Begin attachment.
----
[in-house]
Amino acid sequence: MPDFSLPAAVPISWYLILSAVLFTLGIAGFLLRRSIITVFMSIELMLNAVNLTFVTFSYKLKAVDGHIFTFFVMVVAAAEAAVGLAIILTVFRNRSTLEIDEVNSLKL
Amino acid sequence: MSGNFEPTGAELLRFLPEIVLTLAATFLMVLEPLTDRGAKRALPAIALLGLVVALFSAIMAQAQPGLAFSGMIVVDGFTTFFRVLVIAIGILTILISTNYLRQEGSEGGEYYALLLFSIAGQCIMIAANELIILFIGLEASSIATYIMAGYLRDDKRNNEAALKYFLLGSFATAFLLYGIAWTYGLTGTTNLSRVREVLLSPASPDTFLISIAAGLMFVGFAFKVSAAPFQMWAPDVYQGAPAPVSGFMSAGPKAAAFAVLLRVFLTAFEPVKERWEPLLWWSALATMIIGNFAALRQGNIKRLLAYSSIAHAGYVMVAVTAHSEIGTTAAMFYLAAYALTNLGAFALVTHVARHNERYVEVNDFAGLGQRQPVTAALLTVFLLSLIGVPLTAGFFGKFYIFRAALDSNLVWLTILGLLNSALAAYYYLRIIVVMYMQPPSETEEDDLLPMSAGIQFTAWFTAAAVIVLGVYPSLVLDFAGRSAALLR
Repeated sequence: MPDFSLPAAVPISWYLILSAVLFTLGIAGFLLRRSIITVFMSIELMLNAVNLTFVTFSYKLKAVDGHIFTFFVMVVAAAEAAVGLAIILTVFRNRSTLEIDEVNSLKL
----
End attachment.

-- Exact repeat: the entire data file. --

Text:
[in-house]
Amino acid sequence: MPDFSLPAAVPISWYLILSAVLFTLGIAGFLLRRSIITVFMSIELMLNAVNLTFVTFSYKLKAVDGHIFTFFVMVVAAAEAAVGLAIILTVFRNRSTLEIDEVNSLKL
Amino acid sequence: MSGNFEPTGAELLRFLPEIVLTLAATFLMVLEPLTDRGAKRALPAIALLGLVVALFSAIMAQAQPGLAFSGMIVVDGFTTFFRVLVIAIGILTILISTNYLRQEGSEGGEYYALLLFSIAGQCIMIAANELIILFIGLEASSIATYIMAGYLRDDKRNNEAALKYFLLGSFATAFLLYGIAWTYGLTGTTNLSRVREVLLSPASPDTFLISIAAGLMFVGFAFKVSAAPFQMWAPDVYQGAPAPVSGFMSAGPKAAAFAVLLRVFLTAFEPVKERWEPLLWWSALATMIIGNFAALRQGNIKRLLAYSSIAHAGYVMVAVTAHSEIGTTAAMFYLAAYALTNLGAFALVTHVARHNERYVEVNDFAGLGQRQPVTAALLTVFLLSLIGVPLTAGFFGKFYIFRAALDSNLVWLTILGLLNSALAAYYYLRIIVVMYMQPPSETEEDDLLPMSAGIQFTAWFTAAAVIVLGVYPSLVLDFAGRSAALLR
Repeated sequence: MPDFSLPAAVPISWYLILSAVLFTLGIAGFLLRRSIITVFMSIELMLNAVNLTFVTFSYKLKAVDGHIFTFFVMVVAAAEAAVGLAIILTVFRNRSTLEIDEVNSLKL